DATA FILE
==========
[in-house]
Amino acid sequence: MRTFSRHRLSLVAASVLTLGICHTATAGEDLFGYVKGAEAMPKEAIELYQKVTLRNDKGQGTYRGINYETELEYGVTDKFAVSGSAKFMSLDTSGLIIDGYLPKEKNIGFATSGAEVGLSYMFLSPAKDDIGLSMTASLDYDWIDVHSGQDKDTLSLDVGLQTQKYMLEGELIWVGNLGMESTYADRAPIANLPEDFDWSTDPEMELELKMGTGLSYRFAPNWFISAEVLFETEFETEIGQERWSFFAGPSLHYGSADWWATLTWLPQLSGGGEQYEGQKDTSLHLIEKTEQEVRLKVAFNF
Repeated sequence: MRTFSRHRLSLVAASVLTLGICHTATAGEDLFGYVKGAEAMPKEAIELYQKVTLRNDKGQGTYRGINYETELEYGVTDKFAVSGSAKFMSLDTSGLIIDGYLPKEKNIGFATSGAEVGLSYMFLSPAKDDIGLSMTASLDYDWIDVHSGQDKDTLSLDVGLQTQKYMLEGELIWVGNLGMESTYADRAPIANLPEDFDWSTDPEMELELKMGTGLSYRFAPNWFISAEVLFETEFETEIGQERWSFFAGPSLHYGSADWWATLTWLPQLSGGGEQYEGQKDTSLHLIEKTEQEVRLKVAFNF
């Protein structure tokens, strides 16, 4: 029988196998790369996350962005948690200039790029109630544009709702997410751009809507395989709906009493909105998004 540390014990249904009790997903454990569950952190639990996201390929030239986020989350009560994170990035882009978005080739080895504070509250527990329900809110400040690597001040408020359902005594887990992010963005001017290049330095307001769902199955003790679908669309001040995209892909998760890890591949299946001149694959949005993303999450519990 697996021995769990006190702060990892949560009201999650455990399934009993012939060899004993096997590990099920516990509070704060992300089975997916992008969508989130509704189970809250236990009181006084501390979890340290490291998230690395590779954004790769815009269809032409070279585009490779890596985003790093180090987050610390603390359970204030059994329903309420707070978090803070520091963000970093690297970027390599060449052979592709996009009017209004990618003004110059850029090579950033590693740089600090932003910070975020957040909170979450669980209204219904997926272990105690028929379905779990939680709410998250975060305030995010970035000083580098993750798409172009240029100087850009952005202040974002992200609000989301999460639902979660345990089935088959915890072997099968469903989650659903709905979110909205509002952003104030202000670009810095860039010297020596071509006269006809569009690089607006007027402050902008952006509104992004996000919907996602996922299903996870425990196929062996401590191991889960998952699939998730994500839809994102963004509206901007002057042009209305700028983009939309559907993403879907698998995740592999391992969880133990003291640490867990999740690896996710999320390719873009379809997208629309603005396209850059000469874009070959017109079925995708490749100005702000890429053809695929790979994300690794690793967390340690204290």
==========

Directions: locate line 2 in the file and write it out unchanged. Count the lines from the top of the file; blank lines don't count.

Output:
Amino acid sequence: MRTFSRHRLSLVAASVLTLGICHTATAGEDLFGYVKGAEAMPKEAIELYQKVTLRNDKGQGTYRGINYETELEYGVTDKFAVSGSAKFMSLDTSGLIIDGYLPKEKNIGFATSGAEVGLSYMFLSPAKDDIGLSMTASLDYDWIDVHSGQDKDTLSLDVGLQTQKYMLEGELIWVGNLGMESTYADRAPIANLPEDFDWSTDPEMELELKMGTGLSYRFAPNWFISAEVLFETEFETEIGQERWSFFAGPSLHYGSADWWATLTWLPQLSGGGEQYEGQKDTSLHLIEKTEQEVRLKVAFNF